European Commission logo
English English
CORDIS - EU research results

Canonical and non-canonical secretory mechanisms of cytokines in bat and human cell cultures in response to coronavirus infection: a comparative study

Project description

Fighting coronavirus infections: lessons from bats

Now more than ever, it is paramount to understand how our bodies respond to coronaviruses (CoV) and what we need to do to fight them. Given that the highly pathogenic SARS- and MERS-CoV have emerged from bats, the EU-funded BatSECoV project will investigate the mechanism by which bats have developed a tolerance against CoV infections. Through a combination of molecular biology, cell biology and virology techniques, researchers will compare cytokine and interferon secretion in human and bat cells and identify the molecular players in these pathways. The project's results will serve as the basis for the future development of antiviral strategies to fight emerging zoonotic viruses.


The majority of coronaviruses (CoV) originally emerged from bats including highly pathogenic SARS- and MERS-CoV. Bats evolved unique innate immune mechanisms that are likely responsible for the lack of immune pathology. One key process of the immune response is the secretion of cytokines, like interleukins (IL) and type I interferons (IFNs), however molecular details of cytokine secretions and their influence on the outcome of virus infections have not been studied in context of reservoir host species like bats.
The aim of this research proposal is to determine the molecular mechanisms involved in the secretion of IL-1 and IFN in human and bat cells that could explain why bats have developed a tolerance against coronavirus infections.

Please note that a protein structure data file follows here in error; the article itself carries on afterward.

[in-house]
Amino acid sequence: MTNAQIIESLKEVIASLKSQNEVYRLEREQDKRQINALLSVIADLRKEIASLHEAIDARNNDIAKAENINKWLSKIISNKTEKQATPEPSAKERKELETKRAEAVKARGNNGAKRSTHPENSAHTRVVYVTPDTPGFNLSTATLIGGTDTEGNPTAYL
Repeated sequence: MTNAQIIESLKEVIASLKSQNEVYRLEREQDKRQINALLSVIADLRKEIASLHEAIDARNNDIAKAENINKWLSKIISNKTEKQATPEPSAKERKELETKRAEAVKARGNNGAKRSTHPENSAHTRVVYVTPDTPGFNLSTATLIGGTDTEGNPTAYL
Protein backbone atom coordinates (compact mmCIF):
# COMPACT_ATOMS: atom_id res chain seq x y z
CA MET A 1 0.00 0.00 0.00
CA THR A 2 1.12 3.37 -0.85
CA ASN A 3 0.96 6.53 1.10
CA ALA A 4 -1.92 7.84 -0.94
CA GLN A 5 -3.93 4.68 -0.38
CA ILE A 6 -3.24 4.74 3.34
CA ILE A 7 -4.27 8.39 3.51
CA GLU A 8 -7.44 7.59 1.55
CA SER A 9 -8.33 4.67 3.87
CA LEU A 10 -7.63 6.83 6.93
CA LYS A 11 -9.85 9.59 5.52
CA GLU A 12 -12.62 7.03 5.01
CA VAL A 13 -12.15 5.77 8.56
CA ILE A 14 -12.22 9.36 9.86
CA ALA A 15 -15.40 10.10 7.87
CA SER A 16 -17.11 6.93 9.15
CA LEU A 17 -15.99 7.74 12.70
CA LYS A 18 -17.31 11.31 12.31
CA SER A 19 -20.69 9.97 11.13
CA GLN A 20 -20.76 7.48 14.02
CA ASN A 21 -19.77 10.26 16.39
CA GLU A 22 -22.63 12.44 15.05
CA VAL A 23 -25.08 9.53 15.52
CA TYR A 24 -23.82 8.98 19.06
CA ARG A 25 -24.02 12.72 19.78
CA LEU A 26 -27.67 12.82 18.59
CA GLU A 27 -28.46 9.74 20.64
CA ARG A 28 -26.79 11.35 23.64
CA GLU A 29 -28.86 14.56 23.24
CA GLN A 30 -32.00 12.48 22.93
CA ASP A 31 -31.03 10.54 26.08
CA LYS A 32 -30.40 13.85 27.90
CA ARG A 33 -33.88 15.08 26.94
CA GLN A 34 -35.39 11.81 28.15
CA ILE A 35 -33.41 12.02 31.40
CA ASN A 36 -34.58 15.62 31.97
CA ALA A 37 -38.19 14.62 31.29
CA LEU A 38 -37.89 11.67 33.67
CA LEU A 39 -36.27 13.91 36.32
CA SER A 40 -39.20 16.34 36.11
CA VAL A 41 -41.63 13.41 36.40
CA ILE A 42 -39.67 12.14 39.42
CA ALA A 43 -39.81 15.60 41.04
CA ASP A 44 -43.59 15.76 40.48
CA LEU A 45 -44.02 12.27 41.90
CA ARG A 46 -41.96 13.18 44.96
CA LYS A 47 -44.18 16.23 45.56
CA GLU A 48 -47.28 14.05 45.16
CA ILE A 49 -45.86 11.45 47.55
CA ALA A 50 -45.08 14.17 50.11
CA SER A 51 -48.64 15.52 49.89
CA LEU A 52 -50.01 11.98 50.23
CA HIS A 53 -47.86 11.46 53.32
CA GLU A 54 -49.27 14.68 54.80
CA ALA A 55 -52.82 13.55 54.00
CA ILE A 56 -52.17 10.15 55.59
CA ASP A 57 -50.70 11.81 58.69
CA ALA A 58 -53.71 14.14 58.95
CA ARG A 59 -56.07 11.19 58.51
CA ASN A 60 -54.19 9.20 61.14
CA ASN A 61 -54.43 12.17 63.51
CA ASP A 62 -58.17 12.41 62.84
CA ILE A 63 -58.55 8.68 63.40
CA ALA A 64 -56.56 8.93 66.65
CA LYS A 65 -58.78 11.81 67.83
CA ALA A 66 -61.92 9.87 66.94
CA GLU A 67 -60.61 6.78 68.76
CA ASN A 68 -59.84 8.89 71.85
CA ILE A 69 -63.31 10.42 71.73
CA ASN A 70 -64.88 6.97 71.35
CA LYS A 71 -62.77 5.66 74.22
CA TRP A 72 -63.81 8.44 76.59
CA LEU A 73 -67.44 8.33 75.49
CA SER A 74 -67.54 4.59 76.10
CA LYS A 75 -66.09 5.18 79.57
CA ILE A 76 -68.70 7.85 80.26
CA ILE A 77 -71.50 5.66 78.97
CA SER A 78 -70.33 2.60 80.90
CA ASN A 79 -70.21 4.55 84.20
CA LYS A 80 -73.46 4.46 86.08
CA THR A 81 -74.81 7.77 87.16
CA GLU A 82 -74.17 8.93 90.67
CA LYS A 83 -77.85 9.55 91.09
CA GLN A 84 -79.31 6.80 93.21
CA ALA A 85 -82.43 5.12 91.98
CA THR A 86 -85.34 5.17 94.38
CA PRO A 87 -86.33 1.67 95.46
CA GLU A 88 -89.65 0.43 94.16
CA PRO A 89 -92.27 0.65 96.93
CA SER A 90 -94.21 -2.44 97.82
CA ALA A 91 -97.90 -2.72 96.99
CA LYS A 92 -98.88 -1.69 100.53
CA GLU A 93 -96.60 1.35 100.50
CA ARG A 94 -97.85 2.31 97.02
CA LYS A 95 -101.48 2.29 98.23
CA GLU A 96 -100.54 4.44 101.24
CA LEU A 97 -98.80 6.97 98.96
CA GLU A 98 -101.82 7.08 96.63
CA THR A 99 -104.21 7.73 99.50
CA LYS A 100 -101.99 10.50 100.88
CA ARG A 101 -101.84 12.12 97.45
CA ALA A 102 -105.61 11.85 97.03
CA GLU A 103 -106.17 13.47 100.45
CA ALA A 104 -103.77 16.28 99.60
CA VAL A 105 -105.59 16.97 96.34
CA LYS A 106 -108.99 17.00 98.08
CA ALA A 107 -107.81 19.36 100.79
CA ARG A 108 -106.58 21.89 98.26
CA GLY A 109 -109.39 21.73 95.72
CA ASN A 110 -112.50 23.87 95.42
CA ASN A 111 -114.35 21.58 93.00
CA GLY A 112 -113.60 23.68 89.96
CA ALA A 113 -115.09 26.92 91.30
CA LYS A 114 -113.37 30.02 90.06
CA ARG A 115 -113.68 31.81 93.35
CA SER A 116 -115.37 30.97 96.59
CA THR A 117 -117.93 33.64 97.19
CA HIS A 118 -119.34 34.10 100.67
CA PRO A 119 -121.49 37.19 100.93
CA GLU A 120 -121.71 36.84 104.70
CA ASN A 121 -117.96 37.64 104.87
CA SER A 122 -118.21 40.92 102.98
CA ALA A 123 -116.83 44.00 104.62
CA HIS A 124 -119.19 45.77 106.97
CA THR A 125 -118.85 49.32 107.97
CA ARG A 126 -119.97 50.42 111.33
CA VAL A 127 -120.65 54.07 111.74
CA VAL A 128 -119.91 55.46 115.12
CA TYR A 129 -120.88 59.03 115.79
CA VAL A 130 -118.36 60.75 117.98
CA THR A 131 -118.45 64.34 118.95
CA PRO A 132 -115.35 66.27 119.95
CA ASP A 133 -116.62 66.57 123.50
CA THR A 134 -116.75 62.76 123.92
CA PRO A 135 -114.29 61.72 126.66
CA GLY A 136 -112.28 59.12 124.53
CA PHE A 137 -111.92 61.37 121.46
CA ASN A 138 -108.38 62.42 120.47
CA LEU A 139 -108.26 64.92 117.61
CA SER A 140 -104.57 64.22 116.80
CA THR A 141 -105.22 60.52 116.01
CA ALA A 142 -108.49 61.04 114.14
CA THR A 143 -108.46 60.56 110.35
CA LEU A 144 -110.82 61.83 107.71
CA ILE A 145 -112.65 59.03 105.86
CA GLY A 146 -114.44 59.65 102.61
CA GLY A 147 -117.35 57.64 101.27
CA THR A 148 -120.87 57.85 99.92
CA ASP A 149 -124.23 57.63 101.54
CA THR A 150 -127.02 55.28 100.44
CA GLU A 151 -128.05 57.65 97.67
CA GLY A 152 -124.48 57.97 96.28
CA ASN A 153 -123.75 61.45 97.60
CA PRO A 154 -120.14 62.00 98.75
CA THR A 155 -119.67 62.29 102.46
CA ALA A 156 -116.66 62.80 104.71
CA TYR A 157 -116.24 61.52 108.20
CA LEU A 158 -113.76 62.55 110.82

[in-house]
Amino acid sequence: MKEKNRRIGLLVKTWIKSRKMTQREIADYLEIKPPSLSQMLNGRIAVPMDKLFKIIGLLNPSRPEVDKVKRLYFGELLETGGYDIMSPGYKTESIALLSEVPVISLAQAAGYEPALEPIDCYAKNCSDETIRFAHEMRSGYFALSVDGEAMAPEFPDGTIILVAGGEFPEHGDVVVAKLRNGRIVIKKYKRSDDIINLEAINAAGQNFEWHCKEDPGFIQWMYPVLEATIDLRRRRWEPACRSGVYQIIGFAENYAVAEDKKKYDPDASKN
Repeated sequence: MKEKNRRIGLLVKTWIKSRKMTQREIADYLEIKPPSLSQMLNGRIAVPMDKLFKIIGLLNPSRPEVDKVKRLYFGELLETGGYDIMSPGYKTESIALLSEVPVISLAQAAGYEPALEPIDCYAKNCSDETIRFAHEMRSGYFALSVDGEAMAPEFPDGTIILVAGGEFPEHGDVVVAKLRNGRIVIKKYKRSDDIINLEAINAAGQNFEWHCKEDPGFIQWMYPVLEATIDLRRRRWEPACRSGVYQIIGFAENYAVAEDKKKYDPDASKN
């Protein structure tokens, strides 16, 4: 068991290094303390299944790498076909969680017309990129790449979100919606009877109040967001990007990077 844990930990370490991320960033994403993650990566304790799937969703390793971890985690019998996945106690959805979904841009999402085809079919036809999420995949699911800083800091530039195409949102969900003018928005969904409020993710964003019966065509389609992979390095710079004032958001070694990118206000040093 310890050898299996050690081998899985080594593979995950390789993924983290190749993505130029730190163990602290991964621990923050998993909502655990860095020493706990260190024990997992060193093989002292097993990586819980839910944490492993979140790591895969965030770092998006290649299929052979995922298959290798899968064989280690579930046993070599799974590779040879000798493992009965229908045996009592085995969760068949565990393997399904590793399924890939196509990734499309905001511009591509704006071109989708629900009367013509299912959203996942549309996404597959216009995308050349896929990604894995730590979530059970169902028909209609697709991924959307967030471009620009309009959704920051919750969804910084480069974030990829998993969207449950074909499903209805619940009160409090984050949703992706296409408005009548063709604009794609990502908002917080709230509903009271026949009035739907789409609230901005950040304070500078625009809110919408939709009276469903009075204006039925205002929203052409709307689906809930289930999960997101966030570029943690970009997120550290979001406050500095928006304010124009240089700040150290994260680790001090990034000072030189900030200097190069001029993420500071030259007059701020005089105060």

The training-through-research of the candidate will consist in analyzing the secretion of IFNs and IL-1 in cell culture supernatants of bat and human CoV-infected cells subjected to knockdowns of different molecules implicated in canonical or non-canonical secretory pathways, as well as activation and interactions between receptors of both secretory pathways. The multidisciplinary nature of the project is strong, involving a combination of well developed molecular biology, cell biology, and virology. This proposal includes both the transfer of knowledge to the host institution and the training of the candidate in new advanced techniques and transferable skills.
The results will show in-depth mechanistic insights into bat cytokine secretion, which still has some gaps in its knowledge, and will serve as a promising platform for the development of new antiviral strategies to fight emerging zoonotic viruses, in line with the EU strategy listed Societal Changes of H2020 for the health, demographic change and wellbeing.
The dissemination of the results to the scientific community will be done by publications in international open-access peer-reviewed journals, congresses, press releases and participation at science divulgation events.


Net EU contribution
€ 162 806,40
Chariteplatz 1
10117 Berlin

See on map

Berlin Berlin Berlin
Activity type
Higher or Secondary Education Establishments
Total cost
€ 162 806,40